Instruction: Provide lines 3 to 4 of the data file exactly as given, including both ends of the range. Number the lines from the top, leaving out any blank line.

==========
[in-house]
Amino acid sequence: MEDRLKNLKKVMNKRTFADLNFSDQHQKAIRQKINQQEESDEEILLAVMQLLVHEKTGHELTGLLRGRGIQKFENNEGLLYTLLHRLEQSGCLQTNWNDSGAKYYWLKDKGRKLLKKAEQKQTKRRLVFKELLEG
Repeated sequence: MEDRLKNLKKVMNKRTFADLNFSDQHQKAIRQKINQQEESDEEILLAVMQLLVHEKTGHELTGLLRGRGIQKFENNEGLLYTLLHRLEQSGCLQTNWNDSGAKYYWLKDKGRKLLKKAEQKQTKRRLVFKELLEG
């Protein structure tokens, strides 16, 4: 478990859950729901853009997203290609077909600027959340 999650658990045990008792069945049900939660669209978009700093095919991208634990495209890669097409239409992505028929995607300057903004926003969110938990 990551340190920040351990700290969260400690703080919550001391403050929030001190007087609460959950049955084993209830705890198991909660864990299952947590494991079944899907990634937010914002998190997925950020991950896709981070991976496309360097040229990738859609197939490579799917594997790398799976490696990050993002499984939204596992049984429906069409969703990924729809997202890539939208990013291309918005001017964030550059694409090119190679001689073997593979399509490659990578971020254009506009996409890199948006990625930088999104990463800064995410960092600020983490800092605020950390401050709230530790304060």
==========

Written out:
Repeated sequence: MEDRLKNLKKVMNKRTFADLNFSDQHQKAIRQKINQQEESDEEILLAVMQLLVHEKTGHELTGLLRGRGIQKFENNEGLLYTLLHRLEQSGCLQTNWNDSGAKYYWLKDKGRKLLKKAEQKQTKRRLVFKELLEG
């Protein structure tokens, strides 16, 4: 478990859950729901853009997203290609077909600027959340 999650658990045990008792069945049900939660669209978009700093095919991208634990495209890669097409239409992505028929995607300057903004926003969110938990 990551340190920040351990700290969260400690703080919550001391403050929030001190007087609460959950049955084993209830705890198991909660864990299952947590494991079944899907990634937010914002998190997925950020991950896709981070991976496309360097040229990738859609197939490579799917594997790398799976490696990050993002499984939204596992049984429906069409969703990924729809997202890539939208990013291309918005001017964030550059694409090119190679001689073997593979399509490659990578971020254009506009996409890199948006990625930088999104990463800064995410960092600020983490800092605020950390401050709230530790304060």